The Commodore 16 was a home computer made by Commodore with a 6502-compatible 8501 CPU, released in 1984. It was intended to be an entry-level computer to replace the VIC-20 and it often sold for 99 USD. A cost-reduced version, the Commodore 116, was sold only in Europe.
The C16 was intended to compete with other sub-$100 computers from Timex Corporation, Mattel, and Texas Instruments (TI). Timex's and Mattel's computers were less expensive than the VIC-20, and although the VIC-20 offered better expandability, a full-travel keyboard, and in some cases more memory, the C16 offered a chance to improve upon those advantages. The TI-99/4A was priced in-between Commodore's VIC-20 and Commodore 64, and was somewhat between them in capability, but TI was lowering its prices. On paper, the C16 was a closer match for the TI-99/4A than the aging VIC-20.
Outwardly the C16 resembled the VIC-20 and the C64, but with a dark gray case and light gray keys. The keyboard layout differed slightly from the earlier models, adding an escape key and four cursor keys replacing the shifted-key arrangement inherited from the C-64 and VIC. Performance-wise located between the VIC-20 and 64, it had 16 kilobytes of RAM with 12 KB available to its built-in BASIC interpreter, and a new sound and video chipset offering a palette of 128 colors (in reality 121, since the system offered 16 base colors with 8 shades per color, but black always remained black, with all 8 shades), the TED (better than the VIC used in the VIC-20, but lacking the sprite capability of the VIC-II and advanced sound capabilities of the SID, both used in the C64). The ROM resident BASIC 3.5, however, was more powerful than the VIC-20's and C64's BASIC 2.0, in that it had commands for sound and bitmapped graphics (320×200 pixels), as well as simple program tracing/debugging.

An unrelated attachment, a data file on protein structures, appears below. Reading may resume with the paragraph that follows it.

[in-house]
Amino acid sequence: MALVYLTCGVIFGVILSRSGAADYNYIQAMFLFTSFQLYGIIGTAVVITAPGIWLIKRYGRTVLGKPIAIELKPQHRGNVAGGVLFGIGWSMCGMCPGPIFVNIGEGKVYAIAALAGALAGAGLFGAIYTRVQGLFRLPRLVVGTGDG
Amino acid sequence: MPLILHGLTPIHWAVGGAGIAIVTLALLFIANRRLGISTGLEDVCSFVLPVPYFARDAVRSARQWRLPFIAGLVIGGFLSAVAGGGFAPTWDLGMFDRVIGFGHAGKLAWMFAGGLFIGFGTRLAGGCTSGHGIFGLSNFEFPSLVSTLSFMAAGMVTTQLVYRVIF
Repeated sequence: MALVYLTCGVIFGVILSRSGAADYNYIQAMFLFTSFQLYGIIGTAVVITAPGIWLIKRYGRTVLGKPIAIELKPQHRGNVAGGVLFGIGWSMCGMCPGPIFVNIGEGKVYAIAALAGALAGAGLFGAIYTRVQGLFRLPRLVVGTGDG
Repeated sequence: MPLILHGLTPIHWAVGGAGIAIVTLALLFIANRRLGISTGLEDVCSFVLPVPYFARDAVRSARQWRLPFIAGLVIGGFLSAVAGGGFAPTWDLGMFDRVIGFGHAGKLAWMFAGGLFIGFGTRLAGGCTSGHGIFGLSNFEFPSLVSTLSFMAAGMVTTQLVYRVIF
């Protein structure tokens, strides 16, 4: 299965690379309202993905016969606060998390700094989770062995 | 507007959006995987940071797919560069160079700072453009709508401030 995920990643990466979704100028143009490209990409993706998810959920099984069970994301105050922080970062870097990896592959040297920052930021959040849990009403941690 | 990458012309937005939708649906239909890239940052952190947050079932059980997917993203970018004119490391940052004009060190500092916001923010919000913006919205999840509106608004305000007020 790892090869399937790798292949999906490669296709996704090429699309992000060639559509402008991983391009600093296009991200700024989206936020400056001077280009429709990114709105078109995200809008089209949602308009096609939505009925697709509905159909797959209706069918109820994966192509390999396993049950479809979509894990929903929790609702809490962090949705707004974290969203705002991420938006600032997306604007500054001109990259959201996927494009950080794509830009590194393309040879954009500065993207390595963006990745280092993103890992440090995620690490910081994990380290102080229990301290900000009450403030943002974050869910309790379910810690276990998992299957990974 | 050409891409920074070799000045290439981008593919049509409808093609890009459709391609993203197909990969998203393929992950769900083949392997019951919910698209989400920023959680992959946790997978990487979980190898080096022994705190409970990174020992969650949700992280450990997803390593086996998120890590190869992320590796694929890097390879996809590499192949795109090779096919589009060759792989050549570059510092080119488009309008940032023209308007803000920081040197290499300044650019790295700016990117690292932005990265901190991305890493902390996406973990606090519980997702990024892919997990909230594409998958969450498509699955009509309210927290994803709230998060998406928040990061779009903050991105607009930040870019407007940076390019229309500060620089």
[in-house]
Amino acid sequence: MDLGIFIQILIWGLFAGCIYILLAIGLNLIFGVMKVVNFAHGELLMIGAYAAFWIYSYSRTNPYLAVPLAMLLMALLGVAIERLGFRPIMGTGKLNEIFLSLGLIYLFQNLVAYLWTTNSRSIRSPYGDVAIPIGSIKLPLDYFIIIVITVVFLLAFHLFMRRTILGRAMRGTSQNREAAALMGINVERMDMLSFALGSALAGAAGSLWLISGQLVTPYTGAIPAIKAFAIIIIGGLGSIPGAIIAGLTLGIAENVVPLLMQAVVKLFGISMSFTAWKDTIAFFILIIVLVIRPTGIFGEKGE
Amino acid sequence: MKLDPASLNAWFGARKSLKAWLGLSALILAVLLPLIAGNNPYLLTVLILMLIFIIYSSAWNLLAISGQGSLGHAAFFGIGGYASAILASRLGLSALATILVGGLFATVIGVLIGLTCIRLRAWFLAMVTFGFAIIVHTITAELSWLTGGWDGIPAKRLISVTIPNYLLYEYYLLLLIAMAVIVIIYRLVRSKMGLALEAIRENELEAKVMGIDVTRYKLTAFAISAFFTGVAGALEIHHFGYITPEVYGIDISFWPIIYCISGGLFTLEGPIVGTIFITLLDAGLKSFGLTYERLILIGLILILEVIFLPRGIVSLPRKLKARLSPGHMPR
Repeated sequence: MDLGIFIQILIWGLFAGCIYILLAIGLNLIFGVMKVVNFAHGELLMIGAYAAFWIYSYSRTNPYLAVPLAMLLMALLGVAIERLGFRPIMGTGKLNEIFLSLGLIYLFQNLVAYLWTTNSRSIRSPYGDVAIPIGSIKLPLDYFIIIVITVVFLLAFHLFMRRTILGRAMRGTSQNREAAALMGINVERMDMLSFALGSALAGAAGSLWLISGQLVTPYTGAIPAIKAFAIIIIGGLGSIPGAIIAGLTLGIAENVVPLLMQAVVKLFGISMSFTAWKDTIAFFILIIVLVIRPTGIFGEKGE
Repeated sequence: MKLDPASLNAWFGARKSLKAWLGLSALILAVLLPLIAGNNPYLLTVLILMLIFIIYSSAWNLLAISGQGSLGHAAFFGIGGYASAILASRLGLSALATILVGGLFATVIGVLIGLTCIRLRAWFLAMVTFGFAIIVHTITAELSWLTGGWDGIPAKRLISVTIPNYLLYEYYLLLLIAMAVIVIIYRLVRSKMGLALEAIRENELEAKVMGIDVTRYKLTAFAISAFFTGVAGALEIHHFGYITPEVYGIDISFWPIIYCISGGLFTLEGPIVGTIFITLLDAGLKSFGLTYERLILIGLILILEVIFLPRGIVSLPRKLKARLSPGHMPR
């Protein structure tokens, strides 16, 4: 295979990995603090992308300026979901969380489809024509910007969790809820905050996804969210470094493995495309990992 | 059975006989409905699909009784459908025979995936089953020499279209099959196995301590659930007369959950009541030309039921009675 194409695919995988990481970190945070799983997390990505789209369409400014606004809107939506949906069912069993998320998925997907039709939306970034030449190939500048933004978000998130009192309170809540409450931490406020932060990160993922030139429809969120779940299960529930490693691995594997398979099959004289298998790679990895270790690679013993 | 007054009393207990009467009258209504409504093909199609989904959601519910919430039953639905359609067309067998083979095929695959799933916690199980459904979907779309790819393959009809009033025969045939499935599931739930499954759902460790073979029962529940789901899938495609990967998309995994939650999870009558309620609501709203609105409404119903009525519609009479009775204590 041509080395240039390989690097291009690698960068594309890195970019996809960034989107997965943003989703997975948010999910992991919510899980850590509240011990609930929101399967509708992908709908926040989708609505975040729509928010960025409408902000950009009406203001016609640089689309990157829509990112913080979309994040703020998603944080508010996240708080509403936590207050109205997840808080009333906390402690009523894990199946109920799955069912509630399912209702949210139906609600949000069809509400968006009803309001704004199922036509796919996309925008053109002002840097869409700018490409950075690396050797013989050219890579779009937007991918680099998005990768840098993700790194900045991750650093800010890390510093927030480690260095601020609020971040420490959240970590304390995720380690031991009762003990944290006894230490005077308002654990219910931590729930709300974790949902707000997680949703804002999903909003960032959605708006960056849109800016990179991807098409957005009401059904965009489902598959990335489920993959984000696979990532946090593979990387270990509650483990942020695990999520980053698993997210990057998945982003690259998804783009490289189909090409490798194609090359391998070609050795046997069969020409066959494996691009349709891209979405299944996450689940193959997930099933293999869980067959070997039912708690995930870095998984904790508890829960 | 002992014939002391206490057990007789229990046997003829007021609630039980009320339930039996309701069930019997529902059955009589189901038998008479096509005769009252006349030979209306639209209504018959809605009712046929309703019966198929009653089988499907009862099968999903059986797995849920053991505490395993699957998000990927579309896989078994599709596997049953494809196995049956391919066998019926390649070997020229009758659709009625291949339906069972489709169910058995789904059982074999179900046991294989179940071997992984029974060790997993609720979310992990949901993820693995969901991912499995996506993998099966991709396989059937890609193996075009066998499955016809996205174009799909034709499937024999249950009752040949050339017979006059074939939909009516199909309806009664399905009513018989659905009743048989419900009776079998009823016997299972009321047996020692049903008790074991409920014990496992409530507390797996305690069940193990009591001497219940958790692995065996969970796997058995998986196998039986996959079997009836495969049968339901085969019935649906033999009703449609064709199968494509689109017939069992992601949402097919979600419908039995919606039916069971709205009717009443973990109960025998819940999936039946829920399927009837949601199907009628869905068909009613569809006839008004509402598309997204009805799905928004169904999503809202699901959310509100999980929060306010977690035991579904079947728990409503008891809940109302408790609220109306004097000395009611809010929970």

From a practical user's point of view, three tangible features the C16 lacked were a modem port and VIC-20/C64-compatible Datassette and game ports. Commodore sold a C16 family-specific cassette player (the Commodore 1531) and joysticks, but third-party converters to allow the use of the abundant, and hence much less expensive, VIC-20/C64-type units soon appeared. The official reason for changing the joystick ports was to reduce RF interference. The C16's serial port (Commodore's proprietary "serial IEEE-488 bus", no relation to RS-232 and the like) was the same as that of the VIC-20 and C64, which meant that printers and disk drives, at least, were interchangeable with the older machines. Partially for cost reasons, the user port (designed for modems and other devices) was omitted from the C16 (although the connections for it were still present on the system board).
The Commodore 16 was one of three computers in its family. The even less successful Commodore 116 was functionally and technically similar but was shipped in a smaller case with a rubber chiclet keyboard and was only available in Europe. The family's flagship, the Commodore Plus/4, was shipped in a similar case but had a 59-key full-travel keyboard (with a specifically advertised "cursor key diamond" of four keys, contrasted with the VIC-20's and C64's two + shift key scheme inherited from the PET), 64 KB of RAM, a modem port, and built-in entry-level office suite software. Although shipped with 16k from the factory, it was possible to modify the C16 for 64k, making it able to run all Plus/4 software except applications that required the user port or built-in programs.
Browsing the Collection
There are over 2,600 images of cassettes and disks for the Commodore C-16, C-116 and Plus 4, including games, applications, educational, public domain, and demos.